If you like restoration ecology, ecosystem services, and turning science into action, you might like:
The Sustainability in Prisons project, possibly the best restoration ecology idea ever
A great argument for why we should really be thinking of it as "intervention ecology"
SNAP, Science for Nature and People, a new initiative based on the NCEAS model
Climate-smart restoration and conservation, pioneered by Pt. Blue Conservation Science (the NGO-formerly-known-as-PRBO)
A description of the Ridgefield Project in Australia (now why didn't I think of that??), also detailed in this paper
TreeDiv.Net, because functional diversity might matter a lot to how we sequester carbon and ensure other ecosystem services
I love meta-analyses, but I especially love this one by Rey-Benayas and this one by Moreno-Mateos, both about restoration success
Karen Holl's research page
The Natural Capital Project at Stanford, which produces this eminently readable brochure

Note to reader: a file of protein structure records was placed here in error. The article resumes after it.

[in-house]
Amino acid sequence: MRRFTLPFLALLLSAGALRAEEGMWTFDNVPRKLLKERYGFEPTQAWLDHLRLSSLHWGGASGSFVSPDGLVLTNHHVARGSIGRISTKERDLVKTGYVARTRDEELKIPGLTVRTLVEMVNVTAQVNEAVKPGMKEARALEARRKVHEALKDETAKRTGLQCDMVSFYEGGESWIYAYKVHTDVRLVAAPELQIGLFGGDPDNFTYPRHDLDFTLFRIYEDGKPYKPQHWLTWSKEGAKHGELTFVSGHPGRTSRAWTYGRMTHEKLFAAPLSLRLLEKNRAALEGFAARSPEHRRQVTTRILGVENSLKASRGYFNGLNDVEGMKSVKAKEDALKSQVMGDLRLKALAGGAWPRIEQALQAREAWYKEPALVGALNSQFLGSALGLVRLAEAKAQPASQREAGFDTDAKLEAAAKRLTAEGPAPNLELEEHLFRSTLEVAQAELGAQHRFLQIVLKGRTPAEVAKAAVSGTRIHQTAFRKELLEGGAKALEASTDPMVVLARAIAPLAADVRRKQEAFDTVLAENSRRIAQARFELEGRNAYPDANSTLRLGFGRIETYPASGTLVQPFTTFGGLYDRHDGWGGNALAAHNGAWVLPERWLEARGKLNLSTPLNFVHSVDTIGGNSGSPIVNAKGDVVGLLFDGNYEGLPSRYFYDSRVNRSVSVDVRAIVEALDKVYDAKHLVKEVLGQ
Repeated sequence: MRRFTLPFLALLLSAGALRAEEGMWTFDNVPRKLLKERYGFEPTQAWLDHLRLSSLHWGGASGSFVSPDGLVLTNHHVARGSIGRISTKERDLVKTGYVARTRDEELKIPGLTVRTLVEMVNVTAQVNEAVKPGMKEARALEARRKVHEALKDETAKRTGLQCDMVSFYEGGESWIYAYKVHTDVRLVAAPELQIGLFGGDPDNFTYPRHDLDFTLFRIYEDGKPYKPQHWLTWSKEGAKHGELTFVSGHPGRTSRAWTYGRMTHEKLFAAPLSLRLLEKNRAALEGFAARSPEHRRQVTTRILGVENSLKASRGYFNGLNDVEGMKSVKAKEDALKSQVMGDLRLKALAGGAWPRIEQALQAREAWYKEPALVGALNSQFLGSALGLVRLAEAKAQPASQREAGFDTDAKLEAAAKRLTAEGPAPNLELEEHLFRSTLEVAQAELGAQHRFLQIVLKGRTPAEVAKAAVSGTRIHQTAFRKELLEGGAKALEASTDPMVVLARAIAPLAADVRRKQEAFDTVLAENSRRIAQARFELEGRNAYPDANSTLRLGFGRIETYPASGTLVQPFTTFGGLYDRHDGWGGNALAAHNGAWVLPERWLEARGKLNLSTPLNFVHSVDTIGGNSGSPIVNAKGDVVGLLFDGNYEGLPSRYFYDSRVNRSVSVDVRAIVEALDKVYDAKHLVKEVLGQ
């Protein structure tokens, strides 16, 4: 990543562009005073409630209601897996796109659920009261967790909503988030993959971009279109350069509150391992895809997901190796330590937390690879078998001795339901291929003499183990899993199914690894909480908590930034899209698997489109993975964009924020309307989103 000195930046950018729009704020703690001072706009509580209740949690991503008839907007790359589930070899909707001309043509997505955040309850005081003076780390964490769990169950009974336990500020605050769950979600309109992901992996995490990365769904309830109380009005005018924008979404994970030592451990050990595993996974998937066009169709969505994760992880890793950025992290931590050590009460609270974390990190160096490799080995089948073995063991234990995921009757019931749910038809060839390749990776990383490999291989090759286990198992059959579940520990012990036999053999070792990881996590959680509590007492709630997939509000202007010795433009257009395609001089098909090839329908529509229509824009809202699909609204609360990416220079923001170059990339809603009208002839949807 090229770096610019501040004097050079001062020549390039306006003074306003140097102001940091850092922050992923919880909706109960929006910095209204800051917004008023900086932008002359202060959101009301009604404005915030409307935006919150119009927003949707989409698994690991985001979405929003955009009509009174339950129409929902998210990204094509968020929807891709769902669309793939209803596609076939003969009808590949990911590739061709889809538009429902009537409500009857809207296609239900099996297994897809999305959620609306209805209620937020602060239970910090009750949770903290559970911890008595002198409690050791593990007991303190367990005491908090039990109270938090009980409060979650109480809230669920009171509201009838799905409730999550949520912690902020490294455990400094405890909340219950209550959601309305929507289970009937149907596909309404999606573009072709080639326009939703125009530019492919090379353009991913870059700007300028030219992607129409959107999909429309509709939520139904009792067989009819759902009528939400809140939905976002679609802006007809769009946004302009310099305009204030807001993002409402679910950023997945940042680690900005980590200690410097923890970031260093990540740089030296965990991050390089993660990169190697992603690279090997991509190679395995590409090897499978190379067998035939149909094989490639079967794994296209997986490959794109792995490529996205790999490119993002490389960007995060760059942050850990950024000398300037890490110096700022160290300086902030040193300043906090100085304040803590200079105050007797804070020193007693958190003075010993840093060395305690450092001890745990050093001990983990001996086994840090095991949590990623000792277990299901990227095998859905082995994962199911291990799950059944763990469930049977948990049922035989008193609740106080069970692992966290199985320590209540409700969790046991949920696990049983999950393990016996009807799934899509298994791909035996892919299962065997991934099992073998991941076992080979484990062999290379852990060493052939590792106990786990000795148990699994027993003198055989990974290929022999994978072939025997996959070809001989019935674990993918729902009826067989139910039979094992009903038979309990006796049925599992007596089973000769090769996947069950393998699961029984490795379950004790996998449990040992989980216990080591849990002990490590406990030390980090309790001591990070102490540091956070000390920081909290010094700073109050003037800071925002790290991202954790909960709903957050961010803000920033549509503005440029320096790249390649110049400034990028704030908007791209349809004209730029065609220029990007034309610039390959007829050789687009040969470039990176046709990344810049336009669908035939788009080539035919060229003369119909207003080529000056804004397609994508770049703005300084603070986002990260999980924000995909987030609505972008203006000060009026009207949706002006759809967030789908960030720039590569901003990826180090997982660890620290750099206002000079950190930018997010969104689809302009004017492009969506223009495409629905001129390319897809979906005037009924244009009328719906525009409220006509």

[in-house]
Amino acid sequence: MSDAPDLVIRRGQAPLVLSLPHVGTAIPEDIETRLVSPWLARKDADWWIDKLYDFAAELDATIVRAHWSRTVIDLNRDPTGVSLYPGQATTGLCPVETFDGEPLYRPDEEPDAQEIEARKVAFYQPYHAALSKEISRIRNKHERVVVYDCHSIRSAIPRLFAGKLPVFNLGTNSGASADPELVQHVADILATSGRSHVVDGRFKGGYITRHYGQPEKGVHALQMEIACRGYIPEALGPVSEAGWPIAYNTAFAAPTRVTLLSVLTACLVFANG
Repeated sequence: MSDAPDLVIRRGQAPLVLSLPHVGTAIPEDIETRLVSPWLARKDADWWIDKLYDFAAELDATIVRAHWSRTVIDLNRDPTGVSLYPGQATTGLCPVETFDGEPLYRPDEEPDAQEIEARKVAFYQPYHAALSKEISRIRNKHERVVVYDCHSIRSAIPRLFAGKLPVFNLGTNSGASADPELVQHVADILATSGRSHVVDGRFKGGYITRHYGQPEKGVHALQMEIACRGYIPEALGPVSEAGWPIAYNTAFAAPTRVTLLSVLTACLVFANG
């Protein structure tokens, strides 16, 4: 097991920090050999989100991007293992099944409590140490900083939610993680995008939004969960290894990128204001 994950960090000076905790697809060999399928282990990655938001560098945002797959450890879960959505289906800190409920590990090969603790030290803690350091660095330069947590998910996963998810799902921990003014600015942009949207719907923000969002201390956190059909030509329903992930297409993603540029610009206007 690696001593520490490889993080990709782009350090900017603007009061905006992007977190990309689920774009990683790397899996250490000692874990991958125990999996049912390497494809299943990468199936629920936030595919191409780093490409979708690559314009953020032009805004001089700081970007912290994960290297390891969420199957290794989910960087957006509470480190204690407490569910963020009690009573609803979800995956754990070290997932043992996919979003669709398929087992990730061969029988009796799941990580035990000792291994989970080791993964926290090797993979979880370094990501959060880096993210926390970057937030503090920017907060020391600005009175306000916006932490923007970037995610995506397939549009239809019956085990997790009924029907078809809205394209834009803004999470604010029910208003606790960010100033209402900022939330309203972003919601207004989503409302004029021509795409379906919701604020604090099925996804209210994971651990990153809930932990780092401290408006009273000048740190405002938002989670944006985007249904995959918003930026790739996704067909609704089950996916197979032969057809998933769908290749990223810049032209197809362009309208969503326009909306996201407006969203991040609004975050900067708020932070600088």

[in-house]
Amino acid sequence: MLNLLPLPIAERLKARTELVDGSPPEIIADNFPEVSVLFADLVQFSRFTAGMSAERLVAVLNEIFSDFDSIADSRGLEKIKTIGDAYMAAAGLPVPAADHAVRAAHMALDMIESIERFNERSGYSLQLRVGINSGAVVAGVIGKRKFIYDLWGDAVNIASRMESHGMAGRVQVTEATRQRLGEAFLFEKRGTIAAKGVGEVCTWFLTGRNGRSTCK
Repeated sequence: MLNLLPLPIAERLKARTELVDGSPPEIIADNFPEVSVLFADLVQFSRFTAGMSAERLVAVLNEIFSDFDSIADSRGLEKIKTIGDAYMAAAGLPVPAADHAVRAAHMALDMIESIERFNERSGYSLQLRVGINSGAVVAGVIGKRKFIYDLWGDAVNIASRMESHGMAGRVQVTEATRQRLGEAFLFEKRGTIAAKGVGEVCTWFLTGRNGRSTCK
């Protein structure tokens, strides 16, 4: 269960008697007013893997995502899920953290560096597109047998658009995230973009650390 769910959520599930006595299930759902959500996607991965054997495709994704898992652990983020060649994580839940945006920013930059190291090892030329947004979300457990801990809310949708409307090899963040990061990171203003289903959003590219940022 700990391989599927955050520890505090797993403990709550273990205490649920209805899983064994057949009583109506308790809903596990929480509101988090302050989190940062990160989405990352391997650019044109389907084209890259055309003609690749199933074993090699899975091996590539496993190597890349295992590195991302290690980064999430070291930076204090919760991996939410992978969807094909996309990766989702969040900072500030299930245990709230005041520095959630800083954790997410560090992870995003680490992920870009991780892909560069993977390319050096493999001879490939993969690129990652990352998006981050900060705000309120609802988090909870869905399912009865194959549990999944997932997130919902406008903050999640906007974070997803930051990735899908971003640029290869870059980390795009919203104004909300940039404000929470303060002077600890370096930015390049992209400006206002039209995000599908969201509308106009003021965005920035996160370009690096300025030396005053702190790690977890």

The California Invasive Plant Council, working every day to bring the best available science to managers on the front lines of invasive species control
The Centre of Excellence for Environmental Decisions, based at the University of Queensland
Best talk I saw at ESA 2014 -- about cost-effective restoration, at Irvine Ranch Conservancy, by Sarah Kimball and colleagues. Abstract here.
Find out if your ideas on biological control need a bit of updating with this excellent Tansley review on the topic
Always something interesting happening in the CHANS lab
SCU Gone Wild...see my students' blogs about our Restoration Ecology field trips!
My colleague Michelle Bezanson's illustrations of primates
Twenty-five interesting people got together at SER and this is the synthesis of our discussion of ES metrics for restoration
A talk I gave for practitioners and managers at the CCIWS, on the changing landscape of restoration and weed management
The Environmental Defense Fund wrote a blog post about connecting our carbon work to the Central Valley Habitat Exchange program